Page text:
Plan Now (Not Later) for the Phased Implementation
After anxiously waiting for more than a year, bank compliance officers are now busy digesting the CFPB’s final rule on the Home Mortgage Disclosure Act (HMDA). But there’s no audible sigh of relief as they read this 797-page rule and translate its impact for their boards and senior management.
Already on regulatory overload, institutions are left to determine their specific impact from the rule as well as the best way to implement its massive changes. Our advice for the smoothest possible transition: begin planning now—and do so methodically.
Use Formal Change Management to Successfully Implement HMDA Final Rule
Just one day before the CFPB issued the HMDA final rule, an update to Regulation C, CSI Chief Risk Officer Keith E. Monson urged banks to adopt a formal change management strategy. While the timing was coincidental, the advice could not be more timely. The HMDA rule precisely exemplifies the need for change management as discussed in Monson’s blog: a matter requiring significant enterprisewide changes to systems, processes, channels, and/or products. In fact, the CFPB’s extended timeline suggests it fully expects institutions to use change management methodology to effectively tackle the various phases of HMDA implementation.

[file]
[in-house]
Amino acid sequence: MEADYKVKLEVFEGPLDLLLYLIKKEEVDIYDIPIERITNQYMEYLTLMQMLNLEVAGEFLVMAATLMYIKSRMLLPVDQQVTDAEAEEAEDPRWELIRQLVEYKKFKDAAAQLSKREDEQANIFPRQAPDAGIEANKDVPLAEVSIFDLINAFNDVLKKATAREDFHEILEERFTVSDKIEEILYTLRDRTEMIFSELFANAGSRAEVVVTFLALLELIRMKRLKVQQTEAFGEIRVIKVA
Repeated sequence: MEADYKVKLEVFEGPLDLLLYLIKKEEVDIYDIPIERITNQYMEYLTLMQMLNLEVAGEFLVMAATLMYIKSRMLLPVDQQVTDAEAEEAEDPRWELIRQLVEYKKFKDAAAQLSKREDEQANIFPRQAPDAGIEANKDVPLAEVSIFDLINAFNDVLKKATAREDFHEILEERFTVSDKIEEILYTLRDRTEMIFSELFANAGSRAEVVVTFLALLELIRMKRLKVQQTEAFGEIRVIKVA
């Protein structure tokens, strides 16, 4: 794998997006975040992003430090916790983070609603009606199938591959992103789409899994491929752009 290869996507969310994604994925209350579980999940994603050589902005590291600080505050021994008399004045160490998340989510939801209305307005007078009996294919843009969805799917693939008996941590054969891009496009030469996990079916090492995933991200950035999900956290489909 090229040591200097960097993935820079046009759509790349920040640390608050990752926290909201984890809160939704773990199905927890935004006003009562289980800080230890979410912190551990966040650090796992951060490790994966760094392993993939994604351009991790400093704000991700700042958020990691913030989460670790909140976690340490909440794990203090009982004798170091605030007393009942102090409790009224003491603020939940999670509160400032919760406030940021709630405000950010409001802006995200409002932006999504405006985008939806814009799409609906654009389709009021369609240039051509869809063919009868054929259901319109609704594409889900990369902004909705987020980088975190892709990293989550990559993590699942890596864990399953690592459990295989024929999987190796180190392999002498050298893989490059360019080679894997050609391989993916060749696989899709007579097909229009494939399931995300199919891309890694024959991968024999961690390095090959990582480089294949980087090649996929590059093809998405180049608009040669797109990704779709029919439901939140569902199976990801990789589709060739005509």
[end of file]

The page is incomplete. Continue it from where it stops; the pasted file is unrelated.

Despite the long interval before all of the HMDA changes take effect, time is still of the essence. Submitting this implementation project to your Project Oversight Committee or Project Management Office is priority one. If you don’t have a permanent project committee, identify a project team right away so that the full scope of the project can be mapped out and integrated into your institution’s overall schedule. Remember to identify a senior-level project champion and include representatives from all affected business lines and functional areas.